Please visit: http://www.youtube.com/watch?v=g7s8bd7k6eo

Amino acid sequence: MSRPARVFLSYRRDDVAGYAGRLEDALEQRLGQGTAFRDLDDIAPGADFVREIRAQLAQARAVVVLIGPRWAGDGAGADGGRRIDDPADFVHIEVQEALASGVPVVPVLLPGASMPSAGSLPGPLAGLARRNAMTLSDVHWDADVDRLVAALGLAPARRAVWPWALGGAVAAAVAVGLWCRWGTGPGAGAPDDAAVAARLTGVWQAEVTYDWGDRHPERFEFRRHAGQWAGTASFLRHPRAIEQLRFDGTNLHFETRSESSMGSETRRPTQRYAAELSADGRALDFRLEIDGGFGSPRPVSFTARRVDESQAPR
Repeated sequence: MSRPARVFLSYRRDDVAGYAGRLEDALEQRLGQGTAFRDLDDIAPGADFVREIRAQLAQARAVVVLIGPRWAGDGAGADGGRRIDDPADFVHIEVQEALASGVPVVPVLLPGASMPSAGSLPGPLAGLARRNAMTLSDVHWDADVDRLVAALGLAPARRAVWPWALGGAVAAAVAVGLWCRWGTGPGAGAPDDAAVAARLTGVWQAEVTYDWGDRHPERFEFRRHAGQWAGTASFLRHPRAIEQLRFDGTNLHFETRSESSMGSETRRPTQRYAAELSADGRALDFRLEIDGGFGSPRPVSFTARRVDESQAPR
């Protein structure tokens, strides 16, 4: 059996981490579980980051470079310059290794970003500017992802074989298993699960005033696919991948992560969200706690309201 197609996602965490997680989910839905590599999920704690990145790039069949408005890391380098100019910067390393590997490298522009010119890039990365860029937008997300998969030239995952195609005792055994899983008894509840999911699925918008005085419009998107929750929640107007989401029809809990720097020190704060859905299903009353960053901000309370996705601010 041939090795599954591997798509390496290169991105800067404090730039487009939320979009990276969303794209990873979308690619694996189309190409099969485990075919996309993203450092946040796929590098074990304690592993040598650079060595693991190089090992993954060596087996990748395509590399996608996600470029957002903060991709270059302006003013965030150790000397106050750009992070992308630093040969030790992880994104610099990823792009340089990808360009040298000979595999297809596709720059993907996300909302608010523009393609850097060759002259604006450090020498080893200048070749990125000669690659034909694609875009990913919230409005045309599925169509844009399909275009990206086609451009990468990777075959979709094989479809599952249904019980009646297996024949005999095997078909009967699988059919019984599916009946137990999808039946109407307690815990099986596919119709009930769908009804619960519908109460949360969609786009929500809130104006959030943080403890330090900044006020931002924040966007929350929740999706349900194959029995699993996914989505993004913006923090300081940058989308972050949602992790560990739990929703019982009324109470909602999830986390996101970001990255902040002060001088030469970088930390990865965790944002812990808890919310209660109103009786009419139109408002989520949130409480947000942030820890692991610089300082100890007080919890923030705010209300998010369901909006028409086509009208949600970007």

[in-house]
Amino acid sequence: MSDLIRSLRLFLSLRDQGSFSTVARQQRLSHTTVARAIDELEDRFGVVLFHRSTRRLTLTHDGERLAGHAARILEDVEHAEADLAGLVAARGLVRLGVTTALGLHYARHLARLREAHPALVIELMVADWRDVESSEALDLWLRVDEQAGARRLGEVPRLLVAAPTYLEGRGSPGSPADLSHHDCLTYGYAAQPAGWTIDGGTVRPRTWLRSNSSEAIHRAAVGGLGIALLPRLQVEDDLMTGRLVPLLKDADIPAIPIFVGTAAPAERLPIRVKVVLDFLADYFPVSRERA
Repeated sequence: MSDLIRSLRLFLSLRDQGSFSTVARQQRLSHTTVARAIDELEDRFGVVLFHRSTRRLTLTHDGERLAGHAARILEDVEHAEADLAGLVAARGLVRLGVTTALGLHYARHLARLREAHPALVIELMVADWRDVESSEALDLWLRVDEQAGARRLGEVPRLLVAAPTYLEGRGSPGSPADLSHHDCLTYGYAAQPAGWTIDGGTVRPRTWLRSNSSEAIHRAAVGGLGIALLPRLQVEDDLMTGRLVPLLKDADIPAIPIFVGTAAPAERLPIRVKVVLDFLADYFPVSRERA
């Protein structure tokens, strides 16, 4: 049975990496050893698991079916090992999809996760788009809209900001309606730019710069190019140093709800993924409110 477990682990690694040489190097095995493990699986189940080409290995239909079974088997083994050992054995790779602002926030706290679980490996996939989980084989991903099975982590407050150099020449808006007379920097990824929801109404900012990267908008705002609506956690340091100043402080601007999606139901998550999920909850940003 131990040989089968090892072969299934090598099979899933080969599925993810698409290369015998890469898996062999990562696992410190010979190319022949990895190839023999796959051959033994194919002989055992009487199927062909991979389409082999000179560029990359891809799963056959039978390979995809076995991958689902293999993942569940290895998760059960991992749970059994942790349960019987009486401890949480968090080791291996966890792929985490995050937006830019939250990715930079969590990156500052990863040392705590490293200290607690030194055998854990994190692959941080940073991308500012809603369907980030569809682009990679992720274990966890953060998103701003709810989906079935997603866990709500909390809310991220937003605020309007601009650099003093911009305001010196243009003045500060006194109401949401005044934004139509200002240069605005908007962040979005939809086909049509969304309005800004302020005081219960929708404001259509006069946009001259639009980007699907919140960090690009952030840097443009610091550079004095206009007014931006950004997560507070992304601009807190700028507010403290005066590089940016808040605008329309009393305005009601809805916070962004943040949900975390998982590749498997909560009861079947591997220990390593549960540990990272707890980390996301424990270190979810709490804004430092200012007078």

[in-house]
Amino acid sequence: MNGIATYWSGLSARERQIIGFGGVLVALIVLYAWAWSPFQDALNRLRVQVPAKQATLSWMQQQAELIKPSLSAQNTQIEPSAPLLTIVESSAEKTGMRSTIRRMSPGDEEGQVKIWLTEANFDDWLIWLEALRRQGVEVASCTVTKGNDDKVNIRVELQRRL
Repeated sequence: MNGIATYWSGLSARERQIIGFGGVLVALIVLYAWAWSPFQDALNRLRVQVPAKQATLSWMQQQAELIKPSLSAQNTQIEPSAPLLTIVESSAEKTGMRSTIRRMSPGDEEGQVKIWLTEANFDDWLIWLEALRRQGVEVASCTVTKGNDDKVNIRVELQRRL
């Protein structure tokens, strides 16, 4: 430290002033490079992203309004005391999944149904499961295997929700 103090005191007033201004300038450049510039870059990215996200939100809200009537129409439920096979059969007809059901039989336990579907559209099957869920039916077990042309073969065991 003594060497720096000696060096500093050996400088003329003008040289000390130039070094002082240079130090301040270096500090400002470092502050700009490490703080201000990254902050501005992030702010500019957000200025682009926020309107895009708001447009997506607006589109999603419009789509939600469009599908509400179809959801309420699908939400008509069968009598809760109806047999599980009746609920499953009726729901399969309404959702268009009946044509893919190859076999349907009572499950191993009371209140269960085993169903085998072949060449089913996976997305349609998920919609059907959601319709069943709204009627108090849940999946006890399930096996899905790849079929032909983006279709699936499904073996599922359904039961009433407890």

This video and slides detail a mural painted by students of Escuela Tlatelolco in conjunction with undocumented day laborers on the Northern wall of El Centro Humanitario off Park Avenue between California and Welton streets. The mural speaks to the reality, dignity, and indigenous ancestry the greater Latino community. Interviews with day laborers resulted in student sketches that then provided the basis of the design. The final collaborative piece displays a migrant family on top of Incan serpents lifting up the weight of the world with the help of the community members. The community holds chains connected to migrant workers in the fields on the western side and a guitar surrounded by calla lillies to the east. Young people stitch the continents of the world together with thread from spools positioned laterally representative of collective efforts towards healing and reconciliation, further symbolized by the child releasing a dove with joyfully outstretched arms from atop his parents’ shoulders. Above, an anatomical heart wrapped in chains forms the centerpiece of the mural which came from a student’s father who, while detained and awaiting deportation, sent his son the design stating “everyone has the same heart and wants to do good and be free but we are chained by money, nationality, and circumstance.” This idea is further developed in the lower part of the mural wherein the fire coming from the serpents’ mouths burn a scale of injustice and a piggy bank denies help to a starving man. Two figures work to smash the piggy bank: one with a paintbrush signifying creativity and the other with a gavel signifying just legislation. On the other side a pregnant woman holds up the scales of justice and strikes down the unbalanced scale that favors money over human beings. Behind the work gears turn upon which the words “Sin nosotros el mundo se detiene/ Without us the world stops turning” speaking to the millions of workers who make society run without recognition. Throughout the mural students placed symbols of freedom (the pair of large white wings) and happiness (the rainbow) and painted their own likenesses onto the characters on the wall. Throughout symbols of the students’ indigenous ancestry are visible: the Aztec symbol of the four directions above the guitar, the Native American four directions above the Denver skyline, the Incan serpents, and Mayan nahual. Each student adopted one of the characters in the mural to identify their part in the greater struggle the mural symbolizes and signed their name by the figures while taking part in a traditional Aztec blessing ceremony.